It was nice to have a lie in this morning after feasting well at the monthly evening meal at the coffee house in Longframlington. Mackerel and beetroot salad with horseradish cream, fish pie and summer pudding – delicious!
I’ve been trying to push these runs a bit later in the morning to get as close as I can to race day conditions, but normally I’m chomping at the bit to be up and out. I could hear the wind had picked up and it looked a little grey out, so I opted for a T-shirt and soon found myself wishing I’d picked a vest instead as it was so warm, but breezy.
Looking for a longer route and determined to stick a hill or two in there, I set off on a short loop around North Shields and down a steep bank to the fish quay, following the path of the first part of the North Tyneside 10k.
My first mile was fast, under 9 mins. But I told myself that was because of the downhill and to take it easy, that the hill ahead would slow me down. And so I powered up Priory hill, a deceptive steep little stretch that goes up and then bends round and goes up further, then flattens out for a few paces, before a nice steep climb up to the coastal paths along the beach. It’s steeper than anything I’ll tackle on the Great North Run route, so it was a good little mental boost to crack that and keep going. And I was still a little speedy.
I stuck mainly to the tarmac today, trying as far as I could to replicate race conditions. I was glad it was hot. Race day is likely to be warm and I need to know I can cope with that, even though I always have the advantage of a bit of a breeze at the coast.
For once I was nice and relaxed, just running, trying to pace myself, not particularly thinking about anything. There were lots of runners out today and everyone smiled or nodded or acknowledged my good morning. We’re all in this together.
I felt good, running quite smoothly. I had a clear thought that I was going to run 12 miles today and it would be easy. But I checked my thoughts and said to myself that i would run 12 miles, but that it may not be that easy.
I’ve been struggling a bit with hydration on my longer runs. I really don’t like carrying a water bottle in my hand and when I tried a bottle belt it bounced around so much that I ran back home after 5 mins and ditched it.
Last year I managed to do all my runs without water, just relying on the fact that I’m generally pretty good about drinking it. But I’ve had a couple of headaches and the threat of cramp on longer runs recently, so I’m trying to make life easier for myself.
So today I tried a Swiggie – a small water bottle that sits on your wrist. It doesn’t hold much – only 100ml, but they come in pairs. With my Garmin, I only felt comfortable wearing one, but I was able to fill it up on my return leg. I think it helped, even if it was just psychological. When I felt I was starting to sag, I took a sip and after an hour, I took a good glug to help me wipe the stickiness of a gel from my mouth.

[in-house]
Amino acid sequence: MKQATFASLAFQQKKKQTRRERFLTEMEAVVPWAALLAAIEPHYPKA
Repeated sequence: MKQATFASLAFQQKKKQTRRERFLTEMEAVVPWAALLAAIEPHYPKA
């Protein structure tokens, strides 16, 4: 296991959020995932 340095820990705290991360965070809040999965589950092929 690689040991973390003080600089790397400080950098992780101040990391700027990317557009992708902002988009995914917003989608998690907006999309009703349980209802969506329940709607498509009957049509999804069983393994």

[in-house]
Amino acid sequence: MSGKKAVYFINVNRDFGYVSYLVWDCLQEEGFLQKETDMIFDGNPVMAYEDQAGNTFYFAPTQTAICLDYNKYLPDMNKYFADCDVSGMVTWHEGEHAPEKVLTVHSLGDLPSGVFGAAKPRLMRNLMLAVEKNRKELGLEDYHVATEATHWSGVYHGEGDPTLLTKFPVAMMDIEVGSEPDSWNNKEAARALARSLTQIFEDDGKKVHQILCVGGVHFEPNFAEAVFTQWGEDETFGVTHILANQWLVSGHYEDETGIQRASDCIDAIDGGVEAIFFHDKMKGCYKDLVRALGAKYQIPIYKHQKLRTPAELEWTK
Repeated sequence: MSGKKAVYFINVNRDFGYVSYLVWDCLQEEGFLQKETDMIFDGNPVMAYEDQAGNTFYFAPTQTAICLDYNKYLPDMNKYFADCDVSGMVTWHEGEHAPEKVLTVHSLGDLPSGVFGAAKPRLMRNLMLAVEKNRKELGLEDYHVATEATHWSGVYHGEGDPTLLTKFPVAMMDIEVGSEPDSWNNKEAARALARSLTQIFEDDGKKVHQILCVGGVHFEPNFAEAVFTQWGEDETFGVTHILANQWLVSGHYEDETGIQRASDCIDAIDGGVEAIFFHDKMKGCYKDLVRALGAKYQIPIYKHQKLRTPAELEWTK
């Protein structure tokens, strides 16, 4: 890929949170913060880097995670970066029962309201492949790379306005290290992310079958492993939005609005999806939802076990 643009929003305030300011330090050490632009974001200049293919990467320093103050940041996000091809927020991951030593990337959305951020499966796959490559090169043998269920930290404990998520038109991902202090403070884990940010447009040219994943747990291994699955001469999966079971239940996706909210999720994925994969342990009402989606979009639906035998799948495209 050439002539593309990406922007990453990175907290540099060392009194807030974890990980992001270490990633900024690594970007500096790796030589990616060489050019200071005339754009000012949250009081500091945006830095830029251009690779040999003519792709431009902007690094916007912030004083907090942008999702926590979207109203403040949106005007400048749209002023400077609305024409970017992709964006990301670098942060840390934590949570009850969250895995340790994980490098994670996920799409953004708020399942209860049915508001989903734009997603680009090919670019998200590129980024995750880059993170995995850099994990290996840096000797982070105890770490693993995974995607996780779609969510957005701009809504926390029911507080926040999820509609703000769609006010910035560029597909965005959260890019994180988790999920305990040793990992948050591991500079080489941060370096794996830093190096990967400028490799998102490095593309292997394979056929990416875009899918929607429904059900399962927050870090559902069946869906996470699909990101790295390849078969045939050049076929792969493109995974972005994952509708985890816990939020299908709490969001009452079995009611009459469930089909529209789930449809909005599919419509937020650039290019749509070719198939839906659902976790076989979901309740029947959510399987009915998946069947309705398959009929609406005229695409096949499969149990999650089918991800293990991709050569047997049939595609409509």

By about 6.5 miles I was off tarmac and onto some nice wide trails. Not a lot of shade or shelter here, but nice to be away from the road. I had been trying to work out where best to turn round, as I didn’t really want to repeat the loop at the start of my run and I think I made a mistake thinking about too early. I settled in my head for around 7.5 miles and as I came across a gate just before that it seemed a good point to turn back.
Now the narrower paths seemed more uneven, and the surface was pulling at my legs. The wind was in my face. I welcomed its coolness, but resented the way it made every step so much harder.
I wanted to stretch out and be away, to fight the weariness and threat of tightness in my calves and that tiny niggle at the top of my right leg that I always fear will be an ITB flare up. I thought I’d learned just to take it steady on trails, to allow the surface to slow me down. But today I fought it and tried to chase them down, desperate to return to familiar tarmac and mile 8-9 was a toughie.
I was starting to plod, heavy footed, so had a quick dried mango boost. Then I made a conscious effort to pick up the pace and stretch out the stride, by singing to mysef in my head. The chorus of All these Things that I’ve Done by The Killers has a great beat for driving you forward.
Just running home now, just churning out the miles to the end. Come on girl, you can run 4 miles. I stopped briefly near the Rendezvous cafe to fill up on water. Barely seconds, but having my comfort blanket of water when I wanted it meant that I knew I’d finish without losing the plot.
I passed a workmate running in the opposite direction at about 10 miles and was pleased that I’d got back into my stride and was running more easily and calmly again. Having noticed a couple of close to 10 minute miles on the trails, I tried to pick up the pace little for the last couple of miles, but really I’d gone off too quickly and there was too much of a headwind for a negative split.
I toyed briefly with the idea of carrying on, pushing to a confidence boosting 13 miles or even race distance. But instead I went for the adrenaline rush of picking up the pace for a faster finish. My breathing had been beautiful and untroublesome throughout the run, so it was good to give a rush to my heart rate and push for a landmark, imagining it to be the finishing line.
Stats and stuff:
12 miles 1hr 53.57